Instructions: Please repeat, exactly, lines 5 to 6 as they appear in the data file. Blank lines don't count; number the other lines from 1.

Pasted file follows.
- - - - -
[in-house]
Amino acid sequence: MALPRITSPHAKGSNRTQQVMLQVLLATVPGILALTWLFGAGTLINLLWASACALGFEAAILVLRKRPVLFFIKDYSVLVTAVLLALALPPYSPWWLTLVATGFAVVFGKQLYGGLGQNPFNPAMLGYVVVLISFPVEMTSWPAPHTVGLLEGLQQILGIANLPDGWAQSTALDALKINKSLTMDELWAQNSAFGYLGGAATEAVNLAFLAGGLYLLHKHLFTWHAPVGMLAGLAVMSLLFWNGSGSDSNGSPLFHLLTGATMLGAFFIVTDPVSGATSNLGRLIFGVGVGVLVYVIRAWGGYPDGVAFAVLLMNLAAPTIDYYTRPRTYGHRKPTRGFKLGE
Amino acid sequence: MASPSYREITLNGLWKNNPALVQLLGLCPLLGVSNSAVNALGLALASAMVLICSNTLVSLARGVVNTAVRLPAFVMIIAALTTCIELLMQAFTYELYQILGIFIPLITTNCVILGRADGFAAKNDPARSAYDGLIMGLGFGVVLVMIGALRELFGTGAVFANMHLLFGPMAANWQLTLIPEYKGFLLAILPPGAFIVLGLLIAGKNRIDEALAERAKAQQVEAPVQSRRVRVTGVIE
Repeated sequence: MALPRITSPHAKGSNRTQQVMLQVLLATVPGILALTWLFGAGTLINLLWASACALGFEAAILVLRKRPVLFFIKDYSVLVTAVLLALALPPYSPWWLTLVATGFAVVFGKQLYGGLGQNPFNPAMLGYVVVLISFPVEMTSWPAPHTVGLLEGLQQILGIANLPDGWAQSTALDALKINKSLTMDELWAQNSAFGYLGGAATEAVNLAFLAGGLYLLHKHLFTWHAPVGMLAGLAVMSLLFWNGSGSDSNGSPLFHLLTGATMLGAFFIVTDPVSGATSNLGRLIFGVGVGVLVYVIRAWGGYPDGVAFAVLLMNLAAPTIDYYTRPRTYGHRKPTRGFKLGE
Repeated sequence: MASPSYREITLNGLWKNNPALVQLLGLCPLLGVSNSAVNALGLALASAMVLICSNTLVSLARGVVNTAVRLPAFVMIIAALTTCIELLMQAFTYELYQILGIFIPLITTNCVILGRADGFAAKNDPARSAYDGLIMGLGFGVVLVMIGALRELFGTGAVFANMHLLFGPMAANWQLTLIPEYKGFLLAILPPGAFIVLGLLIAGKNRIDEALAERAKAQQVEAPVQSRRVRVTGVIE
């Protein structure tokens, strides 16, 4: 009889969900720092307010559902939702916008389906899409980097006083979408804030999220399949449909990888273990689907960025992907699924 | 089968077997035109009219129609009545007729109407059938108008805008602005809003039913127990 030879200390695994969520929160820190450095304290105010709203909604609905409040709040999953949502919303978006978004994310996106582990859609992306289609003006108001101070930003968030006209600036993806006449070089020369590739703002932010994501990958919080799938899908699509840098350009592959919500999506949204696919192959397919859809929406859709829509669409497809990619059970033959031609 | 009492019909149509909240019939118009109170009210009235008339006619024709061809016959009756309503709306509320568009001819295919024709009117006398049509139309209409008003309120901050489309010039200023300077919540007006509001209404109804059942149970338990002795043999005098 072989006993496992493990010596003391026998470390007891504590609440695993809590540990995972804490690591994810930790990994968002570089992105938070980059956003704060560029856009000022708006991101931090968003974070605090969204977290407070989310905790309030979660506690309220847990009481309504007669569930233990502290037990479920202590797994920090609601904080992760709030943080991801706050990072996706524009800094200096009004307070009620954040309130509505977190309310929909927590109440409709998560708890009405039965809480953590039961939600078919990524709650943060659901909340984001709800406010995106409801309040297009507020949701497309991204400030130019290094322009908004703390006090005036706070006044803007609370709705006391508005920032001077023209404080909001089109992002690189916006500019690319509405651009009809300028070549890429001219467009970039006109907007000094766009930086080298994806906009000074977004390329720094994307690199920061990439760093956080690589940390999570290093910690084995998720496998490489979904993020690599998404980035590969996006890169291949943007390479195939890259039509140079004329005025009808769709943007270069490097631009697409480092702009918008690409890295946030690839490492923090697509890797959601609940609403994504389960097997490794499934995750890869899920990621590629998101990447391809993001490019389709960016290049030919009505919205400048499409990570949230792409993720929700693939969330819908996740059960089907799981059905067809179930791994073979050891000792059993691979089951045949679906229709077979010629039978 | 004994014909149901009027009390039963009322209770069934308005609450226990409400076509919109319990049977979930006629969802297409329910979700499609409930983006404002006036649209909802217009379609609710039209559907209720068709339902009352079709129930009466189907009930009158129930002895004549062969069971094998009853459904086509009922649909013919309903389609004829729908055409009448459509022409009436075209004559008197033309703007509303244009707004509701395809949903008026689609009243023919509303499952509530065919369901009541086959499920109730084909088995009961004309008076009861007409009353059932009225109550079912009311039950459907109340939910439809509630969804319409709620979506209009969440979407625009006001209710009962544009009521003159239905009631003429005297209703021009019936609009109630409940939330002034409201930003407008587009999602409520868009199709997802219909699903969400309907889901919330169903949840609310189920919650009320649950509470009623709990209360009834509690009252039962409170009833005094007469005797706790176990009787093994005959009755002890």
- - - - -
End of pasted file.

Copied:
Repeated sequence: MASPSYREITLNGLWKNNPALVQLLGLCPLLGVSNSAVNALGLALASAMVLICSNTLVSLARGVVNTAVRLPAFVMIIAALTTCIELLMQAFTYELYQILGIFIPLITTNCVILGRADGFAAKNDPARSAYDGLIMGLGFGVVLVMIGALRELFGTGAVFANMHLLFGPMAANWQLTLIPEYKGFLLAILPPGAFIVLGLLIAGKNRIDEALAERAKAQQVEAPVQSRRVRVTGVIE
């Protein structure tokens, strides 16, 4: 009889969900720092307010559902939702916008389906899409980097006083979408804030999220399949449909990888273990689907960025992907699924 | 089968077997035109009219129609009545007729109407059938108008805008602005809003039913127990 030879200390695994969520929160820190450095304290105010709203909604609905409040709040999953949502919303978006978004994310996106582990859609992306289609003006108001101070930003968030006209600036993806006449070089020369590739703002932010994501990958919080799938899908699509840098350009592959919500999506949204696919192959397919859809929406859709829509669409497809990619059970033959031609 | 009492019909149509909240019939118009109170009210009235008339006619024709061809016959009756309503709306509320568009001819295919024709009117006398049509139309209409008003309120901050489309010039200023300077919540007006509001209404109804059942149970338990002795043999005098 072989006993496992493990010596003391026998470390007891504590609440695993809590540990995972804490690591994810930790990994968002570089992105938070980059956003704060560029856009000022708006991101931090968003974070605090969204977290407070989310905790309030979660506690309220847990009481309504007669569930233990502290037990479920202590797994920090609601904080992760709030943080991801706050990072996706524009800094200096009004307070009620954040309130509505977190309310929909927590109440409709998560708890009405039965809480953590039961939600078919990524709650943060659901909340984001709800406010995106409801309040297009507020949701497309991204400030130019290094322009908004703390006090005036706070006044803007609370709705006391508005920032001077023209404080909001089109992002690189916006500019690319509405651009009809300028070549890429001219467009970039006109907007000094766009930086080298994806906009000074977004390329720094994307690199920061990439760093956080690589940390999570290093910690084995998720496998490489979904993020690599998404980035590969996006890169291949943007390479195939890259039509140079004329005025009808769709943007270069490097631009697409480092702009918008690409890295946030690839490492923090697509890797959601609940609403994504389960097997490794499934995750890869899920990621590629998101990447391809993001490019389709960016290049030919009505919205400048499409990570949230792409993720929700693939969330819908996740059960089907799981059905067809179930791994073979050891000792059993691979089951045949679906229709077979010629039978 | 004994014909149901009027009390039963009322209770069934308005609450226990409400076509919109319990049977979930006629969802297409329910979700499609409930983006404002006036649209909802217009379609609710039209559907209720068709339902009352079709129930009466189907009930009158129930002895004549062969069971094998009853459904086509009922649909013919309903389609004829729908055409009448459509022409009436075209004559008197033309703007509303244009707004509701395809949903008026689609009243023919509303499952509530065919369901009541086959499920109730084909088995009961004309008076009861007409009353059932009225109550079912009311039950459907109340939910439809509630969804319409709620979506209009969440979407625009006001209710009962544009009521003159239905009631003429005297209703021009019936609009109630409940939330002034409201930003407008587009999602409520868009199709997802219909699903969400309907889901919330169903949840609310189920919650009320649950509470009623709990209360009834509690009252039962409170009833005094007469005797706790176990009787093994005959009755002890």